'I think the practice is likely to be more prevalent where third parties are involved, particularly if they operate under revenue-sharing arrangements with casinos,' said David Green, a partner at PricewaterhouseCoopers in Macau. 'Both the casino and the government are being defrauded.'
But defrauded of how much? It is unlikely that most of the money being bet under the table would otherwise be wagered legitimately.
'The side money being bet is likely wagered due to the additional rebate being offered,' said one senior casino executive in Macau. 'Certainly some of this money would not have been wagered under normal 'house' incentive policies.'
Macau casinos compete for business from high-rollers against other low-tax or no-tax gaming operations in Malaysia, the Philippines, aboard offshore casino cruise ships and even online. But due to Macau's high tax rate - 40 per cent of casino winnings - all of these rival jurisdictions are able to offer higher commission payments to junket operators, who in turn can offer higher cash rebates to their players.
By accepting side bets, a junket operator can entice players with a cash rebate that is equal to or better than what is offered in other markets, and may even exceed the rate of commission the junket is legitimately receiving from the casino. According to one VIP sector source, some Macau junkets offer player rebates as high as 1.8 per cent of chip sales - extremely generous considering the highest commission rate on offer from a casino to a junket is now 1.35 per cent.
The dangers for a junket taking side bets are sizeable. In addition to the possibility of jail time there is a risk that players will win more than expected, or that they will not honour the side bet. Just like in a casino, the number and dollar volume of wagers must reach significant thresholds before a junket accepting side bets can be confident of breaking even.
Dore Holdings chairman Richard Lum, whose firm invests in junkets attached to the Wynn, Sands and Venetian casinos, told investors at a September conference in Macau that his company does not do business with junkets that engage in side betting. He cited the case of one unnamed junket operator that lost about HK$600 million on a side bet in June this year.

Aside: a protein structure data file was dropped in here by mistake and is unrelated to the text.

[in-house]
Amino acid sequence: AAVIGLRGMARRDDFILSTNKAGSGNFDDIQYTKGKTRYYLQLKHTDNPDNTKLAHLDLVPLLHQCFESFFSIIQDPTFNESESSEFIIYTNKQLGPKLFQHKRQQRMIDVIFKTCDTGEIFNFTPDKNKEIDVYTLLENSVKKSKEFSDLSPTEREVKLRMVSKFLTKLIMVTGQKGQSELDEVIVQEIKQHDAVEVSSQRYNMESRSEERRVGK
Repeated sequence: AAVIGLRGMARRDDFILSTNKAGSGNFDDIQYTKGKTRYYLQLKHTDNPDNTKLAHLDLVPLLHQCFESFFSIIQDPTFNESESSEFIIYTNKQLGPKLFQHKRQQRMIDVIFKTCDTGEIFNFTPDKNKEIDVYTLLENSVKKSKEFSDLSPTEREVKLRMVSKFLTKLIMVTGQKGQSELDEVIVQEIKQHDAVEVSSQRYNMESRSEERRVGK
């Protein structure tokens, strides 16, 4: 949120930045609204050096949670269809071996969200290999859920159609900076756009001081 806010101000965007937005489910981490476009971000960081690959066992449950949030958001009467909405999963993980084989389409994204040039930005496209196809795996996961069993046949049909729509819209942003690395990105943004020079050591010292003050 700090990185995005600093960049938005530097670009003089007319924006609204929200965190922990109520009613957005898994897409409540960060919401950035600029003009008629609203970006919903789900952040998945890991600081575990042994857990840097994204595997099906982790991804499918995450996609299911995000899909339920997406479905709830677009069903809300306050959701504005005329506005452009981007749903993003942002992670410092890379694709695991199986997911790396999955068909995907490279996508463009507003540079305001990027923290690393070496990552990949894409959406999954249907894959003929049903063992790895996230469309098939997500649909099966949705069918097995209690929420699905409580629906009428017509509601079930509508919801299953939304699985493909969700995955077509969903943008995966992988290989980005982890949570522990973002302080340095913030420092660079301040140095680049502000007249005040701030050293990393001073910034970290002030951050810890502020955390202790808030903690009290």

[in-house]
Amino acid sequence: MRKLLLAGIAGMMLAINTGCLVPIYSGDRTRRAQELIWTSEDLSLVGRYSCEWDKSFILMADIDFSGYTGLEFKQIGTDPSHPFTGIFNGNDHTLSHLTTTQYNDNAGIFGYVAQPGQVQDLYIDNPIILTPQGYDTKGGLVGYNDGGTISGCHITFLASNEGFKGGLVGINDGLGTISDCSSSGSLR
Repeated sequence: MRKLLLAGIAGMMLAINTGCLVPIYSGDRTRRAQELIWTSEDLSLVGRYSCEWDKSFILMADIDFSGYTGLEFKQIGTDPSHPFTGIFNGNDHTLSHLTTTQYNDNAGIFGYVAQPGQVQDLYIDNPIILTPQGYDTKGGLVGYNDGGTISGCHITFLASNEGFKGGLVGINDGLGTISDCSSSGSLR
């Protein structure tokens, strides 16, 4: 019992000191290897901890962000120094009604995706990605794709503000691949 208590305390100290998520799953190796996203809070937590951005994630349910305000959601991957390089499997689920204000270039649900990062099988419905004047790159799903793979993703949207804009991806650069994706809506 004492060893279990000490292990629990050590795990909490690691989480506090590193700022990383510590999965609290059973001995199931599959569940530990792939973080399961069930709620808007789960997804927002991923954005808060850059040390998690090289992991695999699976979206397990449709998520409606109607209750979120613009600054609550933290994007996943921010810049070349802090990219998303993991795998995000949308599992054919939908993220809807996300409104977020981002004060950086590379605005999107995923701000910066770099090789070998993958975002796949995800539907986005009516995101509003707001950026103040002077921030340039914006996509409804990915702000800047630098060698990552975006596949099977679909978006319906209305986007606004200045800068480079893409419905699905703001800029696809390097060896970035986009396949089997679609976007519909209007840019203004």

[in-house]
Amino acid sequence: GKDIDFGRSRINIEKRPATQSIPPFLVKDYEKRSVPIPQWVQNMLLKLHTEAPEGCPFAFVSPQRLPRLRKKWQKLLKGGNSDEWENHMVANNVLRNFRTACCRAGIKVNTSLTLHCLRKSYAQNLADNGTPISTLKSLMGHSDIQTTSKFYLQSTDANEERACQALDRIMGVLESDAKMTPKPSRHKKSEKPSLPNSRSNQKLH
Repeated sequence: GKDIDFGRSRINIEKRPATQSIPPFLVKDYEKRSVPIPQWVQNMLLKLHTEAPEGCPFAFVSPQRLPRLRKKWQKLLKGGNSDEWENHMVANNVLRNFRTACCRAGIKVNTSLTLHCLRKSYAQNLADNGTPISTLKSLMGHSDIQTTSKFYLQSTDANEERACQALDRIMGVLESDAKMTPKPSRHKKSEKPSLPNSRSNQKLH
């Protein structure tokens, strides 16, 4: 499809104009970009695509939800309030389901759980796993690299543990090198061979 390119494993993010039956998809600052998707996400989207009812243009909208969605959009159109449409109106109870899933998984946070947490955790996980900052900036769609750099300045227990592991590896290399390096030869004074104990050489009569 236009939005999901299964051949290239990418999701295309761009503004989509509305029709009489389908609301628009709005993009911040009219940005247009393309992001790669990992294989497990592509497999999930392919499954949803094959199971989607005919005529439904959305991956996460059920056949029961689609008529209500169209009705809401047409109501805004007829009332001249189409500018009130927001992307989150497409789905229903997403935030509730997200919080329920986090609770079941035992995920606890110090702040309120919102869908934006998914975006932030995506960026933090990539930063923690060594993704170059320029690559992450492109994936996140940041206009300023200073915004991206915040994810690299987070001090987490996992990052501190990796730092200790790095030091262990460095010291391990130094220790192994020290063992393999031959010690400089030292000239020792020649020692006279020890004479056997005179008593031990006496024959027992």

'If a junket promoter wants to act like a casino, he must have many players to be profitable,' Macau Gaming Inspection and Co-ordination Bureau director Manuel Joaquim das Neves said.
'If the number of players is not high your risk is higher, and from the information I have many gamblers won't accept side betting,' he said. 'They know it is illegal.'
There are more than 200 companies and individuals currently registered as junkets with Mr Neves' department. The registered junkets rely on a network of sub-agents or collaborators that Macau Secretary for Economy and Finance Francis Tam Pak-yuen last month said numbers in excess of 4,000. Those agents in turn represent an unknown number of high-stakes players across Asia and beyond.
'The real culpable people here are the VIP room operators and the players, and that's really an issue for the Macau authorities,' said one senior official at a US gaming regulatory agency.
'I don't think the casinos licensees [in Macau] are incentivised to be part of this,' he said. 'They are the ones with licences at risk so if they were involved, theoretically, their licence could be revoked and that would have a catastrophic effect on those companies. The Las Vegas skims didn't involve the players; rather, casino winnings walked out of the building without the payment of gaming taxes.'